Greenhouse gas emissions following land application of pulp and paper mill sludge on a clay loam soil
Faubert, P., Lemay-Bélisle, C., Bertrand, N., Bouchard, S., Chantigny, M.H., Durocher, S., Paré, M.C., Rochette, P., Tremblay, P., Ziadi, N., Villeneuve, C. (2017). Greenhouse gas emissions following land application of pulp and paper mill sludge on a clay loam soil, 250 102-112. http://dx.doi.org/10.1016/j.agee.2017.07.040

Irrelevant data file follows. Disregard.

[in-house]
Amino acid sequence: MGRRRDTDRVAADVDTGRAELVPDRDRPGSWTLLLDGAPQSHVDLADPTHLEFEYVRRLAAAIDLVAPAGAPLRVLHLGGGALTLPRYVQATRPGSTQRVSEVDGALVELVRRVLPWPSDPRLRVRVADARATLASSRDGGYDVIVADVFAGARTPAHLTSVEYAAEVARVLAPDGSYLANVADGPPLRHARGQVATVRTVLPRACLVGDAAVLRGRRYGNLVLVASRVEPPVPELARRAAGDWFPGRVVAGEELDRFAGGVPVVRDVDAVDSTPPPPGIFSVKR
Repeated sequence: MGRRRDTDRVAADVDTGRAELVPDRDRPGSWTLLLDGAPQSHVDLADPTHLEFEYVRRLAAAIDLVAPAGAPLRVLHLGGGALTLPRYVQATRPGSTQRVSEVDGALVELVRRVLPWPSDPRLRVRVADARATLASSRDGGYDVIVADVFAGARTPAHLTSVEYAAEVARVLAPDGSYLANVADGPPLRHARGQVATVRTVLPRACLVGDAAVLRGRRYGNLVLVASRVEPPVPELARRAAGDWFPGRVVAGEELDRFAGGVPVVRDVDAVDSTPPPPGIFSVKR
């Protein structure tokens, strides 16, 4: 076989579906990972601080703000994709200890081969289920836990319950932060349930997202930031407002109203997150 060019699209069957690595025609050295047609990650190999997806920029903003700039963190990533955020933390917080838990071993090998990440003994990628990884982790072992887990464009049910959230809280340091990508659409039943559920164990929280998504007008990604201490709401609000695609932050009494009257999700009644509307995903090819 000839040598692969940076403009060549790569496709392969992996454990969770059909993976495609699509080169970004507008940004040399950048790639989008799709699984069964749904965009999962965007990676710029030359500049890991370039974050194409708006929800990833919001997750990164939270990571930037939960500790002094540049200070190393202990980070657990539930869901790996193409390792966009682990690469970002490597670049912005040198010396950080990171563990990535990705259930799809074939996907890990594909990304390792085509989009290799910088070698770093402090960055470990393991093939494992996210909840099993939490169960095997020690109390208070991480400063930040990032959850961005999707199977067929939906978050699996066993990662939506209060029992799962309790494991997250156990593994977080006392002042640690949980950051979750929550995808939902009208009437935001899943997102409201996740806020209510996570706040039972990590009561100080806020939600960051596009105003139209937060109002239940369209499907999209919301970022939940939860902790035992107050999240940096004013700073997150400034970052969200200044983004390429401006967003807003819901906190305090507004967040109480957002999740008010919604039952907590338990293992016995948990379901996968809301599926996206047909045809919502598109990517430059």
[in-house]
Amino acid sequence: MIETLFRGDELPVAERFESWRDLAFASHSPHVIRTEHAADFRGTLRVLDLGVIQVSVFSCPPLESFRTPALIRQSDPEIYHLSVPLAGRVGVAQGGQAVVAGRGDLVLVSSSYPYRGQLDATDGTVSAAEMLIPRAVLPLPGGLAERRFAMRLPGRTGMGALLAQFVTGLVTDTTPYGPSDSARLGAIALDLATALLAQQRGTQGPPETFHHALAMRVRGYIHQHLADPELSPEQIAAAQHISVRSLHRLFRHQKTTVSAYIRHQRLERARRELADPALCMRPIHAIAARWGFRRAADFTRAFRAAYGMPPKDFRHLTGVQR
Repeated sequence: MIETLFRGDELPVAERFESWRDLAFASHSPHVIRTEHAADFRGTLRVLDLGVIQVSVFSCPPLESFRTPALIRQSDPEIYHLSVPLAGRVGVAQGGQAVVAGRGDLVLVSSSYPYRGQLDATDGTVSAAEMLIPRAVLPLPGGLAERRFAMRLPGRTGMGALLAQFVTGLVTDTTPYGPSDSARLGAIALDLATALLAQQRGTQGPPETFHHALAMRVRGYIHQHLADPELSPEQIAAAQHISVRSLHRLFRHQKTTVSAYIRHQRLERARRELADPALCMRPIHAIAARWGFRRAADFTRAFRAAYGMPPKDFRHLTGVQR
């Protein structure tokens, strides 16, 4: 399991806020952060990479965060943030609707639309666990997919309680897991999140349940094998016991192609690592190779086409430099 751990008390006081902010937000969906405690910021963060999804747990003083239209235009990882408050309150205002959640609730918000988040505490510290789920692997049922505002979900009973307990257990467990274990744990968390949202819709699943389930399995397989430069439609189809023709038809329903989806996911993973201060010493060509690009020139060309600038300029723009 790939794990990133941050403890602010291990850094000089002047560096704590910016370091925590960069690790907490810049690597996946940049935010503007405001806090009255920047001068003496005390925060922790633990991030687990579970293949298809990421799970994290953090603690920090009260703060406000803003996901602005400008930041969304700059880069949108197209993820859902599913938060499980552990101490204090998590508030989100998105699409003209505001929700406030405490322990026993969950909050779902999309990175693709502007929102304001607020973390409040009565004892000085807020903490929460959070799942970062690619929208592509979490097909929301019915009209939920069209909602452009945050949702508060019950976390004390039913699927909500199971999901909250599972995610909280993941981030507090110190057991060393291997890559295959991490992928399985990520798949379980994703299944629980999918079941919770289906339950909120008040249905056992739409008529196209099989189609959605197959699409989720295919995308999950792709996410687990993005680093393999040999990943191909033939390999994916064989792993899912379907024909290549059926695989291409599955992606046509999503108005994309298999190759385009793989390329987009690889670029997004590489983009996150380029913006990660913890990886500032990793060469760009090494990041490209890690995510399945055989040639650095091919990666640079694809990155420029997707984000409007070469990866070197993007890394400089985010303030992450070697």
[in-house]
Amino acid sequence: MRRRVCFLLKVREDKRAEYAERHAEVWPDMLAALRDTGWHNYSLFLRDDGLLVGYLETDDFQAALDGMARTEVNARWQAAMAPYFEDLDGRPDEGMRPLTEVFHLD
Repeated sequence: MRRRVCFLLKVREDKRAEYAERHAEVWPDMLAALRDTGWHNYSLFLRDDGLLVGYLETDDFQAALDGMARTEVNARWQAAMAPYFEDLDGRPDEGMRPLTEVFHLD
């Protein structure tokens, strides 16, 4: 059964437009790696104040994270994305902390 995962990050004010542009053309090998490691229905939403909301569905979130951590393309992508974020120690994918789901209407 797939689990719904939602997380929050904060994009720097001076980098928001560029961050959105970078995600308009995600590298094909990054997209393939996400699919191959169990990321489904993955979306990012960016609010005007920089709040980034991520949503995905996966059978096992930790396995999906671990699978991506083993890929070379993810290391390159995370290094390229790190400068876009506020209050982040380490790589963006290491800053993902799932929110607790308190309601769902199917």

© 2017 Pulp and paper mill sludge (PPMS) is applied on agricultural soils as an organic fertilizer. Although it is well accepted that land application of PPMS has benefits for soils and crops, information on PPMS-induced soil N2O emissions is still limited. We assessed the effect of substituting mineral N fertilizer for PPMS on soil N2O emissions after a single application at planting on a clay loam cropped to wheat (Triticum aestivum L.) over two snow-free seasons in eastern Canada. Fertilization treatments consisted of 0, 25, 50, 75, and 100% of crop N requirements derived from N supplied by PPMS, the remaining N being supplied as urea-N. Soil CO2 and CH4 emissions were also measured and not affected by the fertilizer addition; a slight CH4 oxidation occurred. Area-based N2O emissions from PPMS fertilization (4.4 to 12.1 kg N2O-N ha−1) were similar or higher than from urea alone (3.4 and 6.2 kg N2O-N ha−1). Although crop yields were not affected by the type of fertilizer, yield-based N2O emissions, N uptake efficiency and N surplus (applied N minus aboveground N uptake in crop biomass) indicated that N availability from the mineral fertilizer was higher than from PPMS for the wheat crop. However, treatments with PPMS had fertilizer-induced N2O emission factors (FIEF, applied N lost as N2O-N; 0.8 to 3.1%) similar to urea alone (−0.3 and 4.5%). Although substituting urea-N with PPMS in agricultural fields might reduce N2O emissions under moderate soil moisture conditions, PPMS land application produced greater N2O emissions under high soil moisture conditions. Further research on a variety of agricultural practices is needed before concluding that including PPMS in the fertilization plan could result in a global GHG abatement as compared to mineral fertilizers under the cool climate of eastern Canada.
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